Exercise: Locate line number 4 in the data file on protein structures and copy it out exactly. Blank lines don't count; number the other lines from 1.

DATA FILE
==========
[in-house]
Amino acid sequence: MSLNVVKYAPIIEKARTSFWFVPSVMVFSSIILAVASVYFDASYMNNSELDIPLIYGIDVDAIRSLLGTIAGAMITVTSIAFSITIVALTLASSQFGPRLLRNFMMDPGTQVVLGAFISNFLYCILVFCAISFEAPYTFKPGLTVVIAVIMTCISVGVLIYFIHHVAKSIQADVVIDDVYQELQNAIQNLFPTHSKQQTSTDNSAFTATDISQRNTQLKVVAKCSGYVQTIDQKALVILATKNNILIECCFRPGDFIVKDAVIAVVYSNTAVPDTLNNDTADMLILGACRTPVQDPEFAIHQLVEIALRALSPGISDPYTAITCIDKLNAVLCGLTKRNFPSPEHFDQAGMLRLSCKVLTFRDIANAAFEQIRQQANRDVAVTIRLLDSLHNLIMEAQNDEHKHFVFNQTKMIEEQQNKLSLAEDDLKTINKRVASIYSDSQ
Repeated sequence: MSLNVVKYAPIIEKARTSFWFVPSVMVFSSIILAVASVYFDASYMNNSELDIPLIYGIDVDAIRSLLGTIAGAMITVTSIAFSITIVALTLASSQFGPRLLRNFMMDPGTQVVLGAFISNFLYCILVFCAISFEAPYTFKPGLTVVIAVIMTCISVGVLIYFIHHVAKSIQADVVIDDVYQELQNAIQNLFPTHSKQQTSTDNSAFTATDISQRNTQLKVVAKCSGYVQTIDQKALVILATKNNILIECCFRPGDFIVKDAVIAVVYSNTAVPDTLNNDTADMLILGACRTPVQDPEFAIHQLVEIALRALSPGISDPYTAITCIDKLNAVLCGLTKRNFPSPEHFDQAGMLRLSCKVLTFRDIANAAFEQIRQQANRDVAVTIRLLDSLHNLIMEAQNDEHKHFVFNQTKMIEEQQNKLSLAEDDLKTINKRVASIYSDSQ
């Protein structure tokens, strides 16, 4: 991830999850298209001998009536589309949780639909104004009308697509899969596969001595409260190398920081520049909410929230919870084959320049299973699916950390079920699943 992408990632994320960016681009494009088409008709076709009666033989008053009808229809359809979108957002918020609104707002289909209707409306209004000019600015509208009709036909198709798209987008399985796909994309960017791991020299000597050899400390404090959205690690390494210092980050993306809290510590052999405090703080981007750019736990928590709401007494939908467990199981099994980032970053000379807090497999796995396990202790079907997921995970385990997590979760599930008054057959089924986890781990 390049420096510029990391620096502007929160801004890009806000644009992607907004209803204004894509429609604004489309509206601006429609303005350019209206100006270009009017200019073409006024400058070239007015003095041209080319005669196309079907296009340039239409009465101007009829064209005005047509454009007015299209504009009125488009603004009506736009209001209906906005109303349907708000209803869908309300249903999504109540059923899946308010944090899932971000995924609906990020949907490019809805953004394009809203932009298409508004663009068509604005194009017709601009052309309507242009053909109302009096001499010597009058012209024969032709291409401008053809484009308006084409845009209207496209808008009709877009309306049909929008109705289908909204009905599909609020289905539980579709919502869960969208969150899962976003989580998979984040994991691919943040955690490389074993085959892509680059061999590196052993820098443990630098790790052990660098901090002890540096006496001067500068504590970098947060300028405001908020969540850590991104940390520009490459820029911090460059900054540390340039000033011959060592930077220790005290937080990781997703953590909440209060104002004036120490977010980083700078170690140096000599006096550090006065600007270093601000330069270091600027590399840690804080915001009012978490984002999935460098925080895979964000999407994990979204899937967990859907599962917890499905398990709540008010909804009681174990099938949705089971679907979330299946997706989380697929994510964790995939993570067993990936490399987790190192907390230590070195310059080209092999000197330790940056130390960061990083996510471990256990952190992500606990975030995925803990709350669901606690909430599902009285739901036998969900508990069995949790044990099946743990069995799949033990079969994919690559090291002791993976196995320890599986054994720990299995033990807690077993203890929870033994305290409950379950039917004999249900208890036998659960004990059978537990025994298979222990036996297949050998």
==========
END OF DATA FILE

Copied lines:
């Protein structure tokens, strides 16, 4: 991830999850298209001998009536589309949780639909104004009308697509899969596969001595409260190398920081520049909410929230919870084959320049299973699916950390079920699943 992408990632994320960016681009494009088409008709076709009666033989008053009808229809359809979108957002918020609104707002289909209707409306209004000019600015509208009709036909198709798209987008399985796909994309960017791991020299000597050899400390404090959205690690390494210092980050993306809290510590052999405090703080981007750019736990928590709401007494939908467990199981099994980032970053000379807090497999796995396990202790079907997921995970385990997590979760599930008054057959089924986890781990 390049420096510029990391620096502007929160801004890009806000644009992607907004209803204004894509429609604004489309509206601006429609303005350019209206100006270009009017200019073409006024400058070239007015003095041209080319005669196309079907296009340039239409009465101007009829064209005005047509454009007015299209504009009125488009603004009506736009209001209906906005109303349907708000209803869908309300249903999504109540059923899946308010944090899932971000995924609906990020949907490019809805953004394009809203932009298409508004663009068509604005194009017709601009052309309507242009053909109302009096001499010597009058012209024969032709291409401008053809484009308006084409845009209207496209808008009709877009309306049909929008109705289908909204009905599909609020289905539980579709919502869960969208969150899962976003989580998979984040994991691919943040955690490389074993085959892509680059061999590196052993820098443990630098790790052990660098901090002890540096006496001067500068504590970098947060300028405001908020969540850590991104940390520009490459820029911090460059900054540390340039000033011959060592930077220790005290937080990781997703953590909440209060104002004036120490977010980083700078170690140096000599006096550090006065600007270093601000330069270091600027590399840690804080915001009012978490984002999935460098925080895979964000999407994990979204899937967990859907599962917890499905398990709540008010909804009681174990099938949705089971679907979330299946997706989380697929994510964790995939993570067993990936490399987790190192907390230590070195310059080209092999000197330790940056130390960061990083996510471990256990952190992500606990975030995925803990709350669901606690909430599902009285739901036998969900508990069995949790044990099946743990069995799949033990079969994919690559090291002791993976196995320890599986054994720990299995033990807690077993203890929870033994305290409950379950039917004999249900208890036998659960004990059978537990025994298979222990036996297949050998």